However, Adv van Schoor noted that the DPSA had been advised by the State Law Advisors (SLA) that it should not change this wording, in view of a 1999 Constitutional court case on the issue, as this would amount to infringing on the powers of the provinces.

Mr H Smuts, Principal State Law Advisor, Office of the SLA, added that the words “on the advice of” could be interpreted as taking away the Premier’s discretion in the matter and that the words “after consultation with” were more appropriate.

Adv van Schoor pointed to the replacement, as discussed before, of  agency” with “component”.

Clause 6
Adv van Schoor noted that Clause 6 made reference to South African Management Development Institute (SAMDI). There was the possibility of a name change to SAMDI. DPSA intended to use neutral words, and could subsequently incorporate a specific reference to the institute, under its new name, once this was known, by amending the Schedule to the Public Service Act. This was the route followed in the case of other departments. If the name of SAMDI were to appear in the Act, then this would need an amendment to the Act.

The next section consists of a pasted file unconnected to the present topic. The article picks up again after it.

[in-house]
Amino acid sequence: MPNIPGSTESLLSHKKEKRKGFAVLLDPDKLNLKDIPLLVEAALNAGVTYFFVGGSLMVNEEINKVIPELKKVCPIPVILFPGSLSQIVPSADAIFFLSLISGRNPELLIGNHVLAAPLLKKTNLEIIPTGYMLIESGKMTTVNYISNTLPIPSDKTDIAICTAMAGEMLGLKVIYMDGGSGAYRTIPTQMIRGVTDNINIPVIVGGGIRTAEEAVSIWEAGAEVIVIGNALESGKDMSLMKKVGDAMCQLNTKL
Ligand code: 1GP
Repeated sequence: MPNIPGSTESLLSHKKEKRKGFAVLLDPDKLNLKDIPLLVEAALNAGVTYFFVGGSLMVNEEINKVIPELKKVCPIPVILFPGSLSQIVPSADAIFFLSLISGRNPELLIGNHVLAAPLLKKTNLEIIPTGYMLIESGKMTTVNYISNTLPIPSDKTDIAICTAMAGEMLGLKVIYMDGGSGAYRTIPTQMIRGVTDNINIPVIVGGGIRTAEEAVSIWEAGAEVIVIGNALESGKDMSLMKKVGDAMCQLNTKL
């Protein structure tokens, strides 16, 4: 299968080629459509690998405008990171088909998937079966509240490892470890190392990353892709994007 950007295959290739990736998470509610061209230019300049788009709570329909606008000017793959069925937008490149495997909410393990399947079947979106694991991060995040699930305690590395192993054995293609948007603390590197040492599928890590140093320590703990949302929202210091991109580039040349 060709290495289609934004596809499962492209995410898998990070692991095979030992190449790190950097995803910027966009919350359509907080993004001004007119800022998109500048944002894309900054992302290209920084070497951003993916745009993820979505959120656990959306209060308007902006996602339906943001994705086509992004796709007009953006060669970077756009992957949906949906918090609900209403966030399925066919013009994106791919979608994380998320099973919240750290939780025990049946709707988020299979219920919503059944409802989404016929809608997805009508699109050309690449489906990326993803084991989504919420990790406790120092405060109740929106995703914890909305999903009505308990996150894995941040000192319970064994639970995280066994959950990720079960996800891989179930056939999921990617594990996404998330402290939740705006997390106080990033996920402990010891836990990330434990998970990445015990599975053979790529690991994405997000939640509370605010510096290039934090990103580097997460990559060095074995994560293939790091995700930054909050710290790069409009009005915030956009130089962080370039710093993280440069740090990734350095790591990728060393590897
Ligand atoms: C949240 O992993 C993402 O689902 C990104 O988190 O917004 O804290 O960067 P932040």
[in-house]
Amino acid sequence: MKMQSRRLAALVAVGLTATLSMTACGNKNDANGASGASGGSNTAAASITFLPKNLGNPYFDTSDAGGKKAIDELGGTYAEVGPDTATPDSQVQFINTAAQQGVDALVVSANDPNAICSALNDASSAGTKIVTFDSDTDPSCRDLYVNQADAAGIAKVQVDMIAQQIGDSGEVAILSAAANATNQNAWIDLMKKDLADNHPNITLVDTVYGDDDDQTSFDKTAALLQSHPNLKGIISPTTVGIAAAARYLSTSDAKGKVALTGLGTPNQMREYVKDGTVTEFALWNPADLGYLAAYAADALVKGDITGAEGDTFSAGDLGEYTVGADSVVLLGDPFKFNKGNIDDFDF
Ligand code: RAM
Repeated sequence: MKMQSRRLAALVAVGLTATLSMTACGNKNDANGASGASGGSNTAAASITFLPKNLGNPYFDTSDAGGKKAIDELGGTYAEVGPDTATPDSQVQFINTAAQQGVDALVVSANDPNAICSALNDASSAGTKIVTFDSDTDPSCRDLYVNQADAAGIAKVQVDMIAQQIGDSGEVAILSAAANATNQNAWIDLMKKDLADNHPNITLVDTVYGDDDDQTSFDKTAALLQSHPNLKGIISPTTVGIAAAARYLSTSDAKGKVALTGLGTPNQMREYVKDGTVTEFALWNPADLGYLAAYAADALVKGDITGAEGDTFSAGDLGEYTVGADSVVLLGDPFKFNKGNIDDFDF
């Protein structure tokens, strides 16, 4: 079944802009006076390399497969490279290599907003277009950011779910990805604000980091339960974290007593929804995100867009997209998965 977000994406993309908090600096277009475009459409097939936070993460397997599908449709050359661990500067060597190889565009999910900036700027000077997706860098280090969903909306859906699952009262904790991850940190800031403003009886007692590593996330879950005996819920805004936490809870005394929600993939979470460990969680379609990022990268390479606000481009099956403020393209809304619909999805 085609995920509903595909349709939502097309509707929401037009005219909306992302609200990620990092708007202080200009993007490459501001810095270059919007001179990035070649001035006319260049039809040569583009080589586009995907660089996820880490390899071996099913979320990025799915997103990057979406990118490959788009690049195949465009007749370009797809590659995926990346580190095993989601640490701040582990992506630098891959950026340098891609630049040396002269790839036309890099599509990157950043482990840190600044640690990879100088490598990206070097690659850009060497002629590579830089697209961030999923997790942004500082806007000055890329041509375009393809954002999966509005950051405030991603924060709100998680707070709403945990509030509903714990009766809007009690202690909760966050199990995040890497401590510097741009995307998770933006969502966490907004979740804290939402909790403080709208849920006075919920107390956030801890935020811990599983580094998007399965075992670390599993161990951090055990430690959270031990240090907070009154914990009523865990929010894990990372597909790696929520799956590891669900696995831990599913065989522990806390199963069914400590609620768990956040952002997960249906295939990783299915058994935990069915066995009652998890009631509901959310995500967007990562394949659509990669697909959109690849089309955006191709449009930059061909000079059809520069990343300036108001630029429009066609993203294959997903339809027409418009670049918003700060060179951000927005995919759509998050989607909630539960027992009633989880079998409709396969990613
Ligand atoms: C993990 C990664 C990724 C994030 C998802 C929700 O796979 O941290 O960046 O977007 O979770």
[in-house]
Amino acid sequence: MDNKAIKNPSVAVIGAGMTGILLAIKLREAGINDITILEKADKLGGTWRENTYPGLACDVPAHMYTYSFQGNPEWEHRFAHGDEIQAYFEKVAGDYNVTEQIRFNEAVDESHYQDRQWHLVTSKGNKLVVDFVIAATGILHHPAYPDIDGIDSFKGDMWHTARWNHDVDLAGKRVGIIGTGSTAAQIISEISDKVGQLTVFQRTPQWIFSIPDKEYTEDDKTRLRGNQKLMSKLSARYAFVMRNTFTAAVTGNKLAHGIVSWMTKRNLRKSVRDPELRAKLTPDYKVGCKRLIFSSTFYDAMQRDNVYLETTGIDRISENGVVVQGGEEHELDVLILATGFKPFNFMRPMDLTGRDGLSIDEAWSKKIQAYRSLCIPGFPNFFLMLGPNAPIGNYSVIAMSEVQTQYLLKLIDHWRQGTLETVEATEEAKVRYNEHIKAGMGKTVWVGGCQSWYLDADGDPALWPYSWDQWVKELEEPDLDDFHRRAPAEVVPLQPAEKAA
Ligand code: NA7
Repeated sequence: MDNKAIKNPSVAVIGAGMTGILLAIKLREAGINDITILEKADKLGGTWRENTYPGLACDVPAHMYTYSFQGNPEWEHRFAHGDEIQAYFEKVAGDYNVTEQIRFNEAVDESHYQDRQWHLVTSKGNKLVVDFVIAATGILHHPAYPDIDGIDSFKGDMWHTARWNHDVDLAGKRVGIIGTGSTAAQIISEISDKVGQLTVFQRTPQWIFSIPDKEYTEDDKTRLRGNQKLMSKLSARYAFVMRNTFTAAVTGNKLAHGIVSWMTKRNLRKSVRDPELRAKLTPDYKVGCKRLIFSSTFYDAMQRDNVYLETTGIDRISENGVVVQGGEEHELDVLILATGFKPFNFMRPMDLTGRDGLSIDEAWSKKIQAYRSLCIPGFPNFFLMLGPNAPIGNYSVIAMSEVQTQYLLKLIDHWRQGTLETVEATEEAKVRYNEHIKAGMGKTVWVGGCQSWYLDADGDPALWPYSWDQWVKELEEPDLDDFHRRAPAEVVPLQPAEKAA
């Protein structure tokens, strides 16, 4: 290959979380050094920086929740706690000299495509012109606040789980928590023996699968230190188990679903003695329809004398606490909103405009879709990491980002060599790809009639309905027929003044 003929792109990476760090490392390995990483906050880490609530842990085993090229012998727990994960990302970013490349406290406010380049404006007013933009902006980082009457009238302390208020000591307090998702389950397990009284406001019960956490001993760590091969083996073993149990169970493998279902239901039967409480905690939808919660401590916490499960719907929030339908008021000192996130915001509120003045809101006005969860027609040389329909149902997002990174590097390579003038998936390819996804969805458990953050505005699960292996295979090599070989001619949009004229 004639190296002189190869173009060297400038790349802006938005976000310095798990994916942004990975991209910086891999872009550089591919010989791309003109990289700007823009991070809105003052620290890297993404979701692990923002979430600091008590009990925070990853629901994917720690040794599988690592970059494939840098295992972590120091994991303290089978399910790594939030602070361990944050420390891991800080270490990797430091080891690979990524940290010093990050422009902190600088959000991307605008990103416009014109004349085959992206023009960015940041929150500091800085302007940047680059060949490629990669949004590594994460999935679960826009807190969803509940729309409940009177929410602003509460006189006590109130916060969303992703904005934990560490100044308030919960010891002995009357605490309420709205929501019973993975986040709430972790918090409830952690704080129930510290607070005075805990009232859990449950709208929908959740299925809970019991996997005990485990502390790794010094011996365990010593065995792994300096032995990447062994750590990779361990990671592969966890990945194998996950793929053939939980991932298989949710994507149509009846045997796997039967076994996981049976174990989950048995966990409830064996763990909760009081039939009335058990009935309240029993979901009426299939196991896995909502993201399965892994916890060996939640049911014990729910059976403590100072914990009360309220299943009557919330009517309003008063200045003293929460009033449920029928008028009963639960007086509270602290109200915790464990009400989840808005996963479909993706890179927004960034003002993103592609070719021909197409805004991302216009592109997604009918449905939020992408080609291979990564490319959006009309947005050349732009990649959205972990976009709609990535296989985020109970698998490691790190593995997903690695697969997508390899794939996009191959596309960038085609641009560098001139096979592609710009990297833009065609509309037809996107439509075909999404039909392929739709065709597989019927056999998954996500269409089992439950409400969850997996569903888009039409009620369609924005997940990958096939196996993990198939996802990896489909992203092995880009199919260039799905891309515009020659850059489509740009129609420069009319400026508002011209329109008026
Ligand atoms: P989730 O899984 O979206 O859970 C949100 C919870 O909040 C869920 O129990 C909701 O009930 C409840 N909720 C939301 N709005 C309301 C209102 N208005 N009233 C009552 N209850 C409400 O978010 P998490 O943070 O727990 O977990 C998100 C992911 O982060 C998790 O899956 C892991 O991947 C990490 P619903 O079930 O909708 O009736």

Clause 7
The proposed amendments to Clause 7 resulted from discussions with COSATU, which had raised concerns  in respect of deemed collective agreements. The Bill stated that all collective agreements were deemed to be determinations of the Minister, and a subsequent clause allowed the Minister to supplement or elucidate this deemed determination. COSATU was concerned that these determinations could derogate from the collective bargaining process, as well as the content of the collective agreement.

Adv van Schoor noted that from a practical point of view DPSA, in implementing the collective agreements, had to make some arrangements. These would be simply for the purpose of proper implementation, as well as for elucidating and supplementing determinations.

COSATU had also suggested that instead of the term, “termination” the term “directive” should be used.

Clause 8
Adv van Schoor indicated that the amendments proposed here resulted from the broader discussions with PSC in respect of enhancing compliance with the Public Service Act, and the debate regarding the power of the Minister of DPSA to conduct investigations.

When the Minister of DPSA requested information, in terms of the Act, and it was not given, the current penalty was limited to charging the person not providing the requested information with misconduct. DPSA therefore proposed that failure to send documents or information at the request of the Minister be regarded as a criminal offence, if such failure was willful or grossly negligent.